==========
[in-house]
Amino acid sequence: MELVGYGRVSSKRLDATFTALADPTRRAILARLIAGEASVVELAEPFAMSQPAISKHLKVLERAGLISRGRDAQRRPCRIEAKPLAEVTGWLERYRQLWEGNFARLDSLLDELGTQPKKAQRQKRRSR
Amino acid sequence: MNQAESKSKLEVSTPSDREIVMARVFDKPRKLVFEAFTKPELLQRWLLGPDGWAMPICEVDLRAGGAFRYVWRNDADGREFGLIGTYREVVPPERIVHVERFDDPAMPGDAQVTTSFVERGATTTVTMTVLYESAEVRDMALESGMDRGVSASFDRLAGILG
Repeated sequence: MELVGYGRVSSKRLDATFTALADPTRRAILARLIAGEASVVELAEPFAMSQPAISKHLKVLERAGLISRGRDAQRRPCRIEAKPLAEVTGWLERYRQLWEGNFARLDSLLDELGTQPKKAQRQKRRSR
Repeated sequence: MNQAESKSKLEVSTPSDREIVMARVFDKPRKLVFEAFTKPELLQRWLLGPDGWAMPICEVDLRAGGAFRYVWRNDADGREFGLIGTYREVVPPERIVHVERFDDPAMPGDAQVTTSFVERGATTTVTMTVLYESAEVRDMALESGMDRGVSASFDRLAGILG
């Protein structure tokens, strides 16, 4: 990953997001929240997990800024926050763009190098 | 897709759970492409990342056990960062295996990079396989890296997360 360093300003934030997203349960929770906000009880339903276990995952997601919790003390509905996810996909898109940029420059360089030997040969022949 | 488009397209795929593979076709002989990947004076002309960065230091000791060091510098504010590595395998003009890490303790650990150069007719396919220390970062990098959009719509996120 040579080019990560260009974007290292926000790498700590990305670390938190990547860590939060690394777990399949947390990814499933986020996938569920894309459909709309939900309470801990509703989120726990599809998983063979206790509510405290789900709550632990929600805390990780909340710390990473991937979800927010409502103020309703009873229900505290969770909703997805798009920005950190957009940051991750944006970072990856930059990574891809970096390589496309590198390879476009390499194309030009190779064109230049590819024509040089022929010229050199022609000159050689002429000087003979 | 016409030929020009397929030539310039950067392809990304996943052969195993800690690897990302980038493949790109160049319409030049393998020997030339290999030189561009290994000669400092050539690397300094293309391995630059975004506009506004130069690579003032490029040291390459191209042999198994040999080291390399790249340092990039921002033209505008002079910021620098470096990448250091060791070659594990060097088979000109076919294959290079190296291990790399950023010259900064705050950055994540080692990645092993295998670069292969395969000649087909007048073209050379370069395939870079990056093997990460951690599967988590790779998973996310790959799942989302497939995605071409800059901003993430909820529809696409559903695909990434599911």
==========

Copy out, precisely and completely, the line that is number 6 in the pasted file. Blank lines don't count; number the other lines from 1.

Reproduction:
């Protein structure tokens, strides 16, 4: 990953997001929240997990800024926050763009190098 | 897709759970492409990342056990960062295996990079396989890296997360 360093300003934030997203349960929770906000009880339903276990995952997601919790003390509905996810996909898109940029420059360089030997040969022949 | 488009397209795929593979076709002989990947004076002309960065230091000791060091510098504010590595395998003009890490303790650990150069007719396919220390970062990098959009719509996120 040579080019990560260009974007290292926000790498700590990305670390938190990547860590939060690394777990399949947390990814499933986020996938569920894309459909709309939900309470801990509703989120726990599809998983063979206790509510405290789900709550632990929600805390990780909340710390990473991937979800927010409502103020309703009873229900505290969770909703997805798009920005950190957009940051991750944006970072990856930059990574891809970096390589496309590198390879476009390499194309030009190779064109230049590819024509040089022929010229050199022609000159050689002429000087003979 | 016409030929020009397929030539310039950067392809990304996943052969195993800690690897990302980038493949790109160049319409030049393998020997030339290999030189561009290994000669400092050539690397300094293309391995630059975004506009506004130069690579003032490029040291390459191209042999198994040999080291390399790249340092990039921002033209505008002079910021620098470096990448250091060791070659594990060097088979000109076919294959290079190296291990790399950023010259900064705050950055994540080692990645092993295998670069292969395969000649087909007048073209050379370069395939870079990056093997990460951690599967988590790779998973996310790959799942989302497939995605071409800059901003993430909820529809696409559903695909990434599911």